Autechre: elseq

May 28th, 2016

The last couple of years have been busy ones for Autechre.  Exai was an album of staggering scope, made even more audacious by the fact that it was uniformly good.  Not many musical acts in any genre can still turn out solid material with such consistency three decades into their career.

The group has always been known for its live shows, but they've never seemed keen on releasing recordings of them.  Then, without notice or fanfare, they released nine different live sets on the same day.

The marketing and distribution were interesting.  No physical copies are available.  The music can be downloaded off their website.  Grab whichever sets you want; they've said there's no specific order in which they're to be digested, and the sum of them is 8 hours of listening.

Needless to say, it was a huge surfeit of material.  Most artists would be content to sit back a couple of years while the audience digests that much.

Now they've released another dump of what is essentially five studio albums.  I really have no idea how or why they're suddenly working at such a pace, but the biggest surprise is how consistent it all is.

Essentially, elseq is broken down into five records.  Each one has its own character, but they all fit together as a whole.

I suppose going in numerical order is the best way to start.  The first record opens with "feed1," which sounds a bit timeless for them.  It could have fit in well on 1997's Chiastic Slide just as well as 2001's Confield.  It's grimy and largely amelodic without being abrasive.  Having set the tone, "c16 deep tread" flies in the other direction, feeling like a more playful track from the hip-hop influenced Untilted.  Ever wonder what the fractured melodies of Oversteps would sound like over the skittery beats of Quaristice?  "13×0 step" is just that.

"pendulu hv moda" may be the most melodic and openly emotional thing they've done in ages.  Sure, things are glitched out and smeared, but there's a real sense of drama and beauty.

The second and third records each contain three tracks, several of which are over 20 minutes long.  I still think "Sublimit" is the best long-form track they've done, and none of these quite matches it in terms of structure.  Still, "c7b2" is a fun romp in 6/8, and "mesh cinereaL" is a gorgeous track that makes excellent use of its 25-minute run time.

The fourth record is my favorite so far.  "acdwn2" starts a bit like Richard James doing acid house, but where James would play it straight, Autechre completely destabilize it and tear it apart.  It reminds me of L-Event a bit, and I'm pretty sure that's the bassline from "Calbruc."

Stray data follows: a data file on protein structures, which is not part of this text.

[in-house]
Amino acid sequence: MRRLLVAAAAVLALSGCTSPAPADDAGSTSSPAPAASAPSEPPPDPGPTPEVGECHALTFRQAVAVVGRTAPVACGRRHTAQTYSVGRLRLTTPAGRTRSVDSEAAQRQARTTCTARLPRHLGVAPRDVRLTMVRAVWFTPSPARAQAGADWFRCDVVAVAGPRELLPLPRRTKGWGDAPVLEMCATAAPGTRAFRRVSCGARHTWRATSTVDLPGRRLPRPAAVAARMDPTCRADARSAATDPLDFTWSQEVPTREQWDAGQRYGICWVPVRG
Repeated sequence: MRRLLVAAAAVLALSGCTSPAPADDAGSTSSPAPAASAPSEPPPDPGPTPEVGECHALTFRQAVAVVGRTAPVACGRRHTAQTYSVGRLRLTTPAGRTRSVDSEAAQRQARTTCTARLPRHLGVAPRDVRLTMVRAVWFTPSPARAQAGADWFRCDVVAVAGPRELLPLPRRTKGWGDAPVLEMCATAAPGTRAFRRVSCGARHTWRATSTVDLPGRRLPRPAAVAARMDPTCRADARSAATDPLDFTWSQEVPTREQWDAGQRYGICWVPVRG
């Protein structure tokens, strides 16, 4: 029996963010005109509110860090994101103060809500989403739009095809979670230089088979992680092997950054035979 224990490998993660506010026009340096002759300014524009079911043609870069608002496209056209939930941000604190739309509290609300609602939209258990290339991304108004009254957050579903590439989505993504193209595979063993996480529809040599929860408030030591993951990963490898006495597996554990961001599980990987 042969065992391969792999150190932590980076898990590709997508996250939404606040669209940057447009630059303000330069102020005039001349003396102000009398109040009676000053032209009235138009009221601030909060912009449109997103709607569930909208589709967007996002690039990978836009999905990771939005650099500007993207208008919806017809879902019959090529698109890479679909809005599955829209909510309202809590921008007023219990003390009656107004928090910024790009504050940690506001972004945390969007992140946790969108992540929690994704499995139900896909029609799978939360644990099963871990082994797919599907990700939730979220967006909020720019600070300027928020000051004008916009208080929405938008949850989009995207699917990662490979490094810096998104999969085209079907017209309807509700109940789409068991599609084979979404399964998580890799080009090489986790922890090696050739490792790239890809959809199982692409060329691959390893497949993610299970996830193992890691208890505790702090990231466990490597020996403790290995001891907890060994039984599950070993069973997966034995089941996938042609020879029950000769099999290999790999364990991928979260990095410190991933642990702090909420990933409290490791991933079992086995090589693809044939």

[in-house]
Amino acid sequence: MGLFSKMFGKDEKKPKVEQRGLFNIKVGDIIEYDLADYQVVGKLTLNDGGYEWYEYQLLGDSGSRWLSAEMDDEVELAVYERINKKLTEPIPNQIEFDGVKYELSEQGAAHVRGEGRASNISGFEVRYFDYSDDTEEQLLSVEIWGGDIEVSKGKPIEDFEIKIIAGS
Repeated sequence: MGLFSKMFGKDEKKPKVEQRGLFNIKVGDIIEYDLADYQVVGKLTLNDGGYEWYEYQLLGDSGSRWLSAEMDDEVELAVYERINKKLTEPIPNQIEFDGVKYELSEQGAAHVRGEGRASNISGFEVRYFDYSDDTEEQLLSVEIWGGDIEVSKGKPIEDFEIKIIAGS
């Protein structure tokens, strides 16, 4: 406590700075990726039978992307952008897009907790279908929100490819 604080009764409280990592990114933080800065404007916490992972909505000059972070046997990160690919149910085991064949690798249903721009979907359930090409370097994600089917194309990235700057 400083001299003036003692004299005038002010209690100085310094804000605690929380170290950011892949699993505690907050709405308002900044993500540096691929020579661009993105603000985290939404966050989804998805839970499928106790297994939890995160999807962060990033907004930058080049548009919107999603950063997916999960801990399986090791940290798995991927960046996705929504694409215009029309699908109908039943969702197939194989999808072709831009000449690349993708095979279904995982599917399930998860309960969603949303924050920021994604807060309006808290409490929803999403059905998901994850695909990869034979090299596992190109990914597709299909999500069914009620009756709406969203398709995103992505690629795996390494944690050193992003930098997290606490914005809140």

"foldfree casual" is actually pretty.  It sounds a bit like Eno's work with Cluster in the 1970's, but with asymmetrical percussion towards the end.  The way the melody in "latentcall" turns melancholy and disintegrates makes me think they've been listening to Tim Hecker lately. Not a bad thing at all.

"7th slip" got on my nerves until it didn't.  I had to listen to it twice before I got what they were doing. It's like a broadcast of a 1930's swing radio station, intercepted and remixed by aliens.  Or Philip Jeck.

"freulaeux" is, I kid you not, an almost straightforward house track with a 4/4 beat.  The overlying textures sound like something from Draft 7.30, but there's no denying how…well, it's optimistic and sunny in a way that doesn't seem the least bit out of character.

I could go on, but it would defeat the point.  I get two impressions from the record(s).  The first is that there's a certain syncretism going on here.  I'm hearing elements from just about every period in their history.  Listen closely and you'll hear a bassline that wouldn't have been out of place on one of their Basscadet remixes.  In other spots, the melodic framework feels like something from Tri Repetae.  Structures and rhythmic elements from Chiastic Slide and Confield pop up from time to time.

That brings me to the second impression.  This feels like an improvised set.  Sure, it's obvious these tracks all had a general plan, but there's also a very loose feel to everything.  Despite its broad sprawl, Exai still felt tight and controlled.  This time around, things are much less formal.  I don't think I'd ever accuse Autechre of being sloppy, but I get a playful, relaxed feeling from this batch of material that's never really been apparent before.

I can't confirm it, but this all feels like they've taken the methods and software they use for their live shows and used it to create material in the studio.  I've always held the view that every Autechre record has a theme of sorts, and I'm going to venture that the theme for this one was studio improvisation.

So, is it good?  Yes, very.

Should you drop the money for 4 hours' material?  If you're a fan, yes.  There are a few so-so tracks, but this is solid work overall, with more than a few pleasant surprises.  If you're not, I'd suggest the first or fourth records to start.

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